Seven beneficiaries who recently attended the Health and Wellbeing programme at Harcombe House became the first to take part in an innovative art therapy trial, led by Art Psychotherapist Daisy Rubinstein. While introducing the session, she explained the nature of the trial; to find out whether art therapy would be something attendees would appreciate or find helpful as part of their programme, and that it was a safe space for any and all expression that came to them.
Having been presented with a blank canvas for their own creation, beneficiaries had time to create whatever they’d like to. For one, who had previously been recommended to try and use art as a way to express the emotional trauma he felt, the session came at a very welcome time for both him and his wife. In his feedback on the course earlier, he managed to capture this profound feeling: “A picture means a lot,” he writes. “It is a self-structured, meaningful diagram of internal strife and muddles. What a relief to see an event in the same way as your psyche.”
“I found myself drawing my tranquil place – the place where I am most relaxed. The session seemed to tap into my own calm and allowed me a time out”
“Taking time for yourself and working towards something can be a very powerful experience,” says Rehabilitation Services Lead Nicky Patton. “A lot of the time, we’re all so busy trying to juggle three or four things at once, but the biggest feedback we had was how much people enjoyed being able to focus on one thing, and how our environment at Harcombe House felt safe to do so. These two things are very special and unique to our programmes.”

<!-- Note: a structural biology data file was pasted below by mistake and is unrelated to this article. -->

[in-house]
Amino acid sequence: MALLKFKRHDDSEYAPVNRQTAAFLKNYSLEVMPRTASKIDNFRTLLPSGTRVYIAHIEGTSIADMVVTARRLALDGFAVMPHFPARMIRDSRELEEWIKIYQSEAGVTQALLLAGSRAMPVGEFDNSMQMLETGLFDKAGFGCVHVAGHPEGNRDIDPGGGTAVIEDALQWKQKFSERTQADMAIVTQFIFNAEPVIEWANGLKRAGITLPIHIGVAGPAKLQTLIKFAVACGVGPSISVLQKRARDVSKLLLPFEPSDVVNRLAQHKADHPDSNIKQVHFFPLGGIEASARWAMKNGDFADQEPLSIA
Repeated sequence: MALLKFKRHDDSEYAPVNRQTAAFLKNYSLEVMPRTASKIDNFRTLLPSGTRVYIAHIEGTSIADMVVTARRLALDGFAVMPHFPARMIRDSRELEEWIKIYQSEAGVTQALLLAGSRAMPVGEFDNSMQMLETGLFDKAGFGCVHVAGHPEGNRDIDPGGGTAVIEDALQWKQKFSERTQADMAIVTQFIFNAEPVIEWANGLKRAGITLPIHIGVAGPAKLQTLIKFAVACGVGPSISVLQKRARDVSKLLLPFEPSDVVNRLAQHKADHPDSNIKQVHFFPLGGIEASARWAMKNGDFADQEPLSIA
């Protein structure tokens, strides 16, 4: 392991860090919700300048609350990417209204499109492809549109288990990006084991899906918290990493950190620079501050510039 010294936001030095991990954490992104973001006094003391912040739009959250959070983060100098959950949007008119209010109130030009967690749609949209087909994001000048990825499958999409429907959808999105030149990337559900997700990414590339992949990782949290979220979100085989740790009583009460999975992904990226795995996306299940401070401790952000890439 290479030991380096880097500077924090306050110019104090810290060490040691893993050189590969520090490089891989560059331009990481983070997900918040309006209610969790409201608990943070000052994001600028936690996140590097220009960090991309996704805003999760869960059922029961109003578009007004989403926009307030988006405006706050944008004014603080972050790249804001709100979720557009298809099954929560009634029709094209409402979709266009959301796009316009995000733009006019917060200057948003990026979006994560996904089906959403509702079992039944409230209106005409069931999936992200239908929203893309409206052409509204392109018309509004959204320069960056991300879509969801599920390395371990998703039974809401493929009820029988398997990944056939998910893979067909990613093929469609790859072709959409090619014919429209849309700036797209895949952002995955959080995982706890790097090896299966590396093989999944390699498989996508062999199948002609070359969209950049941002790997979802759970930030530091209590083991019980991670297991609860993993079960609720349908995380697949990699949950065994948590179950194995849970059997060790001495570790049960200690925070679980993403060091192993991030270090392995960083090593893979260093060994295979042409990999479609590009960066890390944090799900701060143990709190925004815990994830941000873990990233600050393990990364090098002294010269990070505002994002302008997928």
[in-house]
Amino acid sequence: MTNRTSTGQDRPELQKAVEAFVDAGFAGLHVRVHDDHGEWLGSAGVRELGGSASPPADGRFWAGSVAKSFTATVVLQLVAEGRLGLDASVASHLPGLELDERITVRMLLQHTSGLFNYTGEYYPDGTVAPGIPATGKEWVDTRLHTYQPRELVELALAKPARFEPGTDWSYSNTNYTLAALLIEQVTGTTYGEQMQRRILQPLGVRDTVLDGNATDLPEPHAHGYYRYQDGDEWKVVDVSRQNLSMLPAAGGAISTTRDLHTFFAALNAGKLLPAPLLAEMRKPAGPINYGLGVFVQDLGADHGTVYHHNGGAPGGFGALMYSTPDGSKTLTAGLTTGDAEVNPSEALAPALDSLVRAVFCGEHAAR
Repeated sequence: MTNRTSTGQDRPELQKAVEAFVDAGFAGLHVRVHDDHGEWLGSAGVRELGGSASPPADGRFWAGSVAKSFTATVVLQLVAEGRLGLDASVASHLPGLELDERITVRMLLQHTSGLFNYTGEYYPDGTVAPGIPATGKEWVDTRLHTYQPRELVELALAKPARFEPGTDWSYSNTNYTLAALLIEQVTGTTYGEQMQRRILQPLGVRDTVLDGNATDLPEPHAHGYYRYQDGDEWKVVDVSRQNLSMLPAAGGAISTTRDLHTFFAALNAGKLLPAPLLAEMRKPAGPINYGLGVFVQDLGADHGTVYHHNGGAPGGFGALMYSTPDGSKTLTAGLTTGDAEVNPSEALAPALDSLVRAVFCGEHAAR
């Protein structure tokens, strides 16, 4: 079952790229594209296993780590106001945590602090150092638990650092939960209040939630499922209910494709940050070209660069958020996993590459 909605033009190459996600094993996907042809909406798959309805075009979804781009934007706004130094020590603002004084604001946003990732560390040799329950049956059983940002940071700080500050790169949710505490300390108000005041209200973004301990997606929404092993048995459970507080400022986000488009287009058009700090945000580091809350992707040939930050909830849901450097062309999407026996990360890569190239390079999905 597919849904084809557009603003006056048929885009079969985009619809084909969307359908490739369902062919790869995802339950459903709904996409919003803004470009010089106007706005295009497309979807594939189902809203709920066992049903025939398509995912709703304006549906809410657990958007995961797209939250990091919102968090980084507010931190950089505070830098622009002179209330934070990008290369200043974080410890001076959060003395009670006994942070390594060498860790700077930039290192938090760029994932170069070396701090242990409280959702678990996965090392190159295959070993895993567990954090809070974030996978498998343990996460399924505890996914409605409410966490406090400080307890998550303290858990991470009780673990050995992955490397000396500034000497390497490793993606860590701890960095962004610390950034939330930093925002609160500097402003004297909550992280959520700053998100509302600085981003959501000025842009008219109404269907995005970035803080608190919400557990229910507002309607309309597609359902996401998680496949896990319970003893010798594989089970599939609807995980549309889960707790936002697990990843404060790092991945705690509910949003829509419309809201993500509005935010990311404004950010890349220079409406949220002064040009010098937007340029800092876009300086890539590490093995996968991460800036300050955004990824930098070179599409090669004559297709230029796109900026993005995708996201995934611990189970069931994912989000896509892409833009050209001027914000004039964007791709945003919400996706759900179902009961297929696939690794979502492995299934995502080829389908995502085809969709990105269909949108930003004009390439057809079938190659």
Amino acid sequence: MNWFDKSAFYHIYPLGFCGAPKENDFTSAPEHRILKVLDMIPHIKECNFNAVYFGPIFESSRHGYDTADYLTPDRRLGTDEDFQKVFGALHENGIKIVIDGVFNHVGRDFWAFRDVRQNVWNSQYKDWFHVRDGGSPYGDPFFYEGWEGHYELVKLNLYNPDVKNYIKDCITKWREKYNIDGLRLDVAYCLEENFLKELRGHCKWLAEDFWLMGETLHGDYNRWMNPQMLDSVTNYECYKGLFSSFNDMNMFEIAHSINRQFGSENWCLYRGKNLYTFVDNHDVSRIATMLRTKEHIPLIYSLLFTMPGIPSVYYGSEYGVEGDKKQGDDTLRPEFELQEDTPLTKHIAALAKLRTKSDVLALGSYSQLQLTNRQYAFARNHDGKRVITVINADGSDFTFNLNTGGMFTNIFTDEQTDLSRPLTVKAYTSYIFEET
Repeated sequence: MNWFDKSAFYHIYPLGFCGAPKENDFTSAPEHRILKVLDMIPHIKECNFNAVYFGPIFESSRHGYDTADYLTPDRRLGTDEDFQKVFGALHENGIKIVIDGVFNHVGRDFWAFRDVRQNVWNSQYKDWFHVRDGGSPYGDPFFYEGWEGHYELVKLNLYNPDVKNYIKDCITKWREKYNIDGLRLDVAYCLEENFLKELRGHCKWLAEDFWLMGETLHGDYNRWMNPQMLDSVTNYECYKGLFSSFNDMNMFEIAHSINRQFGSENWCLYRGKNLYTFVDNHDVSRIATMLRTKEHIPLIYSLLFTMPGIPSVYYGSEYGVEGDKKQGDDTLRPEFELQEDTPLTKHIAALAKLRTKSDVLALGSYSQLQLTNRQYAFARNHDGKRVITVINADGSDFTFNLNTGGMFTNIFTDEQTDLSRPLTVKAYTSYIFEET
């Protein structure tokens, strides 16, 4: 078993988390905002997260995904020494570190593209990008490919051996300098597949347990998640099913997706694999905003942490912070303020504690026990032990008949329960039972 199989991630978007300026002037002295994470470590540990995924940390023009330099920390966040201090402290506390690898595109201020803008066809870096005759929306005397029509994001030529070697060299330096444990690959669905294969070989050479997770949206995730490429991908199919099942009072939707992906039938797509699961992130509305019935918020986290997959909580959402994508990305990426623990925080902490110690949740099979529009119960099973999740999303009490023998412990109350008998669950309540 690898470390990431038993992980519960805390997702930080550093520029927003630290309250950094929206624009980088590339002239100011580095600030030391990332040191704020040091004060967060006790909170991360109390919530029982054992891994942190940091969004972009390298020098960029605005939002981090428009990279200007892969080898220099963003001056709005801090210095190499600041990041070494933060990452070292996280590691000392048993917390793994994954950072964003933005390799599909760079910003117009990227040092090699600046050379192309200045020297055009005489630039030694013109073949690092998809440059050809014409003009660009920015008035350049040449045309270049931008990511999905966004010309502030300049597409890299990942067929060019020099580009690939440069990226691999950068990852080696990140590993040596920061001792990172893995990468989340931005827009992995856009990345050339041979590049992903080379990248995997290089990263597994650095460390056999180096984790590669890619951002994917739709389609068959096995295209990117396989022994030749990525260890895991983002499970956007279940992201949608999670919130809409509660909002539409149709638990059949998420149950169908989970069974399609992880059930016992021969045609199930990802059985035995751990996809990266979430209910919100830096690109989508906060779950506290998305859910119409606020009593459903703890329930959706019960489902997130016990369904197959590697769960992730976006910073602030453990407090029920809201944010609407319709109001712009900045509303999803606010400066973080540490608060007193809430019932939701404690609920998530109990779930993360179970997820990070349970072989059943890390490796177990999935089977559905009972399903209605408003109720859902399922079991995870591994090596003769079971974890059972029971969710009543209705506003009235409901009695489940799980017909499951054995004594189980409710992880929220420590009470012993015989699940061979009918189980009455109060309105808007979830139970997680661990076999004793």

Other feedback from participants reflected this attitude. One said they felt it was ‘safe place to talk, do art, and express feelings’ and another’s comments said despite feeling ‘uncertain’ at the beginning they soon got comfortable with it: “As soon as I started, it was just time out of my head and the chaos in it,” they write. “It allowed me to stop, and I found myself drawing my tranquil place – the place where I am most relaxed. The session seemed to tap into my own calm and allowed me a time out.”
“We’re so pleased with how positively people have responded so far,” says Nicky. “We’re looking to extend the range of activities we can offer as part of our programmes, and use these to promote positive mental health.”
Daisy will be running further arts therapy sessions over the coming weeks and inviting more beneficiaries to join her.